Quitting smoking at any age can lower the risk of cancer mortality.

Eat Healthy

A 2017 review of major studies concluded that eating optimal amounts of the following foods can reduce your all-cause mortality risk by 56%:

  • Whole grains
  • Vegetables
  • Fruits
  • Nuts
  • Fish

On the opposite end, red meat and processed meat were associated with a two-fold increased risk of all-cause mortality.

"The Seven Countries Study," published in the journal Nutrients, observed that traditional Japanese, Mediterranean, and Indo-Mediterranean diets were most beneficial for reducing all-cause mortality risk.

Both Japanese and Mediterranean diets have traditionally been rich with rice, vegetables, grains, legumes, fish, and fruit. The Japanese diet is also rich with seaweed, green tea, bran oil, soybean, egg, and tofu, while the Mediterranean diet boasts plenty of nuts and olive oil.

Stars of the Indo-Mediterranean diet include millets, porridge, beans, peppers, garlic and onion, brown rice, and spices. Turmeric, cumin, fenugreek, cloves, cardamom, and coriander are particularly beneficial in this diet due to their strong anti-inflammatory and cardio-protective effects.

Exercise Often

When you live a busy lifestyle, it can be difficult to squeeze in several quality workouts per week. But a sedentary lifestyle, characterized by lots of sitting and physical inactivity, is one of the leading risk factors for all-cause mortality.

According to the CDC, adults can reduce their all-cause mortality risk by doing at least 150 minutes of moderate physical activity per week, or 75 minutes of intense physical activity per week, as well as muscle-strengthening activities.

Moderate physical activities include walking fast, riding a bike on level ground, pushing a lawn mower, or doing water aerobics. Intense physical activities include jogging or running, swimming laps, or jumping rope.

Muscle-strengthening exercises should target all-major muscle groups (legs, hips, back, abdomen, chest, shoulders, and arms). Simple yet effective muscle-strengthening exercises you can do at home include:

  • Pushups
  • Squats
  • Lunges
  • Burpees
  • Planks

Protect Your Skin

Chronic exposure to ultraviolet (UV) radiation is extremely harmful to your skin and one of the leading risk factors for cancer.

UV rays come from the sun and artificial sources, most notably tanning beds. It should go without saying that you should avoid tanning beds at all costs. Avoiding the sun can be a little more tricky.

You can protect your skin from UV radiation by:

  • Staying in the shade as much as possible, especially mid-day when the sun's rays are strongest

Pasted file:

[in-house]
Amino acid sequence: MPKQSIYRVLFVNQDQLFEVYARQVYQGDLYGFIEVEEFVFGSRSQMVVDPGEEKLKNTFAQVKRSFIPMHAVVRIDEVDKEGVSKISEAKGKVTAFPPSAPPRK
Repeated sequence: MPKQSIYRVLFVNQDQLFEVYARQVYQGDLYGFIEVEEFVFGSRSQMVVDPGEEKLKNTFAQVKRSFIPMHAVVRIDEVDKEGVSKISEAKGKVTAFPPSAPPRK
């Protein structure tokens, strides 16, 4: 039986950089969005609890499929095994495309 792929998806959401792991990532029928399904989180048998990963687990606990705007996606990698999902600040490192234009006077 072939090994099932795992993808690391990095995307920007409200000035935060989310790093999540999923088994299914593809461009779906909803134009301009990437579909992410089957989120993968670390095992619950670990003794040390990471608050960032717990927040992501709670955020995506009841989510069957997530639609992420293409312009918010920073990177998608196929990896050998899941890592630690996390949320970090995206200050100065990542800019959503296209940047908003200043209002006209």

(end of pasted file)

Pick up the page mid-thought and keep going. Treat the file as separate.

• Covering as much skin as possible when you go outside with long sleeves and pants
  • Wearing a wide-brim hat that shades your face, head, ears, and neck
  • Wearing sunglasses to protect your eyes
  • Applying sunscreen (SPF 15 or higher) to sun-exposed areas of skin, and reapplying every two hours

Get Routine Health Screenings

Prevention is key to lowering your all-cause mortality risk. Along with minimizing any preventable risk factors you may have, you should also schedule regular physical exams or health screenings with your healthcare provider.

Adults (18 to 65) should have a physical exam every one to five years at minimum. At age 65, health screenings should take place at least once per year.

Regardless of your age, you may need more frequent health screenings if you have a medical condition that requires monitoring. For example, if you have diabetes, heart disease, or kidney problems, you may need to have your blood pressure checked more frequently.

During your physical exam, your healthcare provider will take your height and weight, test your blood pressure, cholesterol, and heart rate, and check your eyes and ears.

Depending on your age, you may need to have other screenings done. For example:

  • Men over age 34 and women over age 45 should have their cholesterol tested every five years.
  • Everyone between the ages of 45 to 75 should be screened for colon cancer every five to 10 years (depending on the type of colonoscopy done).
  • Women should have a Pap smear to check for cervical cancer every two to three years.
  • Women should have a mammogram to check for breast cancer every one to two years.


All-cause mortality risk refers to the risk of death as a result of any disease, complication, accident, or exposure. Many conditions related to mortality can be avoided or delayed, or the risk reduced through healthy lifestyle choices.

Avoiding smoking, eating well, remaining active, maintaining a healthy weight, and regularly visiting your healthcare provider can make a huge difference in lowering your all-cause mortality risk.

A Word From Verywell

General health check-ups are important for everyone, not just people who are older or who have risk factors for disease. Physicals and health screenings can catch diseases in their earliest stages, when they may be able to be treated successfully.

If you have a family history of cancer, heart disease, or any other other medical condition, be sure to inform your healthcare provider so that all preventive steps can be taken to lower your mortality risk.

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Verywell Health uses only high-quality sources, including peer-reviewed studies, to support the facts within our articles. Read our editorial process to learn more about how we fact-check and keep our content accurate, reliable, and trustworthy.
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Additional Reading
  • Allen NB, et al. Favorable Cardiovascular Health, Compression of Morbidity, and Healthcare Costs. Circulation. 2017;135:1693-1701. doi:10.1161/CIRCULATIONAHA.116.026252

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By Sharon Basaraba
Sharon Basaraba is an award-winning reporter and senior scientific communications advisor for Alberta Health Services in Alberta, Canada.